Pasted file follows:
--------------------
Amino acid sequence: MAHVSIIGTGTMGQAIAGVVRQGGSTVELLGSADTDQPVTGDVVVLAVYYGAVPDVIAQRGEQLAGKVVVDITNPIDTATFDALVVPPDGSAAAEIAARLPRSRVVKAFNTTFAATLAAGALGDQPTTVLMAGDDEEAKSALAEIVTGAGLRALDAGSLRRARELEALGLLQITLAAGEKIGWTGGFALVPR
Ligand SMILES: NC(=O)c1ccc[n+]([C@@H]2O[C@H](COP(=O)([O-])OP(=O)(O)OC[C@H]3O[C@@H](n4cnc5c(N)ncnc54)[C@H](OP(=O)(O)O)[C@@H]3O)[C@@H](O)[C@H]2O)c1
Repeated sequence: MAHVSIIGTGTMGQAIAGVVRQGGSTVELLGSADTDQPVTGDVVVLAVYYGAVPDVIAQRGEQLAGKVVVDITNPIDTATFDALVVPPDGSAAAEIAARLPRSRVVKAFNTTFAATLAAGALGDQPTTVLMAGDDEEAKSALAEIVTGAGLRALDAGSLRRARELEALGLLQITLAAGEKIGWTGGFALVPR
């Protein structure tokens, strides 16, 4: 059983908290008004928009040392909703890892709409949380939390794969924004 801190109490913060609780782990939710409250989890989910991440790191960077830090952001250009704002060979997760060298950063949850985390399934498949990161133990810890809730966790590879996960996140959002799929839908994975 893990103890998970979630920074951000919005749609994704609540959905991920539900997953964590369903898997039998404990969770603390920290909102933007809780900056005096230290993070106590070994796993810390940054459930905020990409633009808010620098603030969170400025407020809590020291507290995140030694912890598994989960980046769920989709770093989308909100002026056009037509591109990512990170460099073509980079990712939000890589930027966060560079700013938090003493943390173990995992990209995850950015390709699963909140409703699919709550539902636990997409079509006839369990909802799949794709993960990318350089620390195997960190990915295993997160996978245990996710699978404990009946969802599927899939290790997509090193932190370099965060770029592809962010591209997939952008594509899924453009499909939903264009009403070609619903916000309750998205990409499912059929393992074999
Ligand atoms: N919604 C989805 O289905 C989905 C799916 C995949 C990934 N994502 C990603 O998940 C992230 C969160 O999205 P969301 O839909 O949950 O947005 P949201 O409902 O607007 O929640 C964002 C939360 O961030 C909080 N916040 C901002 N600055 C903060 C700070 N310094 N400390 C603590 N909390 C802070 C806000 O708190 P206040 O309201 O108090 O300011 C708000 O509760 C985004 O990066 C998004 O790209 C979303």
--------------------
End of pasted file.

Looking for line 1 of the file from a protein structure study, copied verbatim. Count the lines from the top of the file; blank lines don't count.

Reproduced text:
Amino acid sequence: MAHVSIIGTGTMGQAIAGVVRQGGSTVELLGSADTDQPVTGDVVVLAVYYGAVPDVIAQRGEQLAGKVVVDITNPIDTATFDALVVPPDGSAAAEIAARLPRSRVVKAFNTTFAATLAAGALGDQPTTVLMAGDDEEAKSALAEIVTGAGLRALDAGSLRRARELEALGLLQITLAAGEKIGWTGGFALVPR